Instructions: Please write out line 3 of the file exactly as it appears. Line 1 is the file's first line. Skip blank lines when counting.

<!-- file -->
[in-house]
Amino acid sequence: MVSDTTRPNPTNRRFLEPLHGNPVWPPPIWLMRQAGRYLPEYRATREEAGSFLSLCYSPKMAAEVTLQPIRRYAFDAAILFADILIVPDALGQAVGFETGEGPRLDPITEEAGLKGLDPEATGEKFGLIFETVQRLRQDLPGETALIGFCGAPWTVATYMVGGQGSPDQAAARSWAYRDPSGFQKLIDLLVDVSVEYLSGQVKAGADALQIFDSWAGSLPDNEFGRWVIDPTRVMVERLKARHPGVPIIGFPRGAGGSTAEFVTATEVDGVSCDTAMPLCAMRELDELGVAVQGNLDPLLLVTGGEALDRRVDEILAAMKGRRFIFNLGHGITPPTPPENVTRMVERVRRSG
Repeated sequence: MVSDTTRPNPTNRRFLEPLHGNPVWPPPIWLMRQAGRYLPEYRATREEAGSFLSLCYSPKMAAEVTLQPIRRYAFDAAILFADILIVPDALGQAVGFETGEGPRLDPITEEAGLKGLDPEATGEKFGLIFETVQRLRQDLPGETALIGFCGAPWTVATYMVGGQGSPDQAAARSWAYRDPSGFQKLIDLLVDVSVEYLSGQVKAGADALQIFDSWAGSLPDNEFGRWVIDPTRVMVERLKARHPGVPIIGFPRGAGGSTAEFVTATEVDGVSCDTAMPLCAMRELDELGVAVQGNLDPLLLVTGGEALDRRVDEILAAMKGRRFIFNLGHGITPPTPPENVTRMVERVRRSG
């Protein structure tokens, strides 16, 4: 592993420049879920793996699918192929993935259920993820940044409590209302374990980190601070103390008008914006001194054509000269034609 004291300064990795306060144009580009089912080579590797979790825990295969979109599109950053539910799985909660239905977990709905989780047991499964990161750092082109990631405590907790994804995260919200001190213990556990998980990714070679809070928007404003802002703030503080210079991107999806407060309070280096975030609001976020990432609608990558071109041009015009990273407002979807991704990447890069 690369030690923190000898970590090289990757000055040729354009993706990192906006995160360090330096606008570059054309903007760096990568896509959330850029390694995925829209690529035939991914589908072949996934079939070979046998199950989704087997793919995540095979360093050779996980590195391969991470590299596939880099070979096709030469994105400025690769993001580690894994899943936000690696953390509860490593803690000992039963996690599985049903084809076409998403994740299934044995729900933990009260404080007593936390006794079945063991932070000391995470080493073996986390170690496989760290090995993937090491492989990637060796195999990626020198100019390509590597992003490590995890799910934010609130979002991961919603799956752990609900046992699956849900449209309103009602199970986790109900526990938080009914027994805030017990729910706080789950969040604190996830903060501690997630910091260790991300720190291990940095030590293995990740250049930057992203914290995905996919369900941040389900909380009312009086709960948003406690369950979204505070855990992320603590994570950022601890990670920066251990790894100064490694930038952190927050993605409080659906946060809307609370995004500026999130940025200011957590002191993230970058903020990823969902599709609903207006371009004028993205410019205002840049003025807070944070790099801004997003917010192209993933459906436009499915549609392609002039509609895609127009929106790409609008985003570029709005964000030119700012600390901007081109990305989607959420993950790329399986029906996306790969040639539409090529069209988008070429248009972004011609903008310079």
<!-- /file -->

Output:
Repeated sequence: MVSDTTRPNPTNRRFLEPLHGNPVWPPPIWLMRQAGRYLPEYRATREEAGSFLSLCYSPKMAAEVTLQPIRRYAFDAAILFADILIVPDALGQAVGFETGEGPRLDPITEEAGLKGLDPEATGEKFGLIFETVQRLRQDLPGETALIGFCGAPWTVATYMVGGQGSPDQAAARSWAYRDPSGFQKLIDLLVDVSVEYLSGQVKAGADALQIFDSWAGSLPDNEFGRWVIDPTRVMVERLKARHPGVPIIGFPRGAGGSTAEFVTATEVDGVSCDTAMPLCAMRELDELGVAVQGNLDPLLLVTGGEALDRRVDEILAAMKGRRFIFNLGHGITPPTPPENVTRMVERVRRSG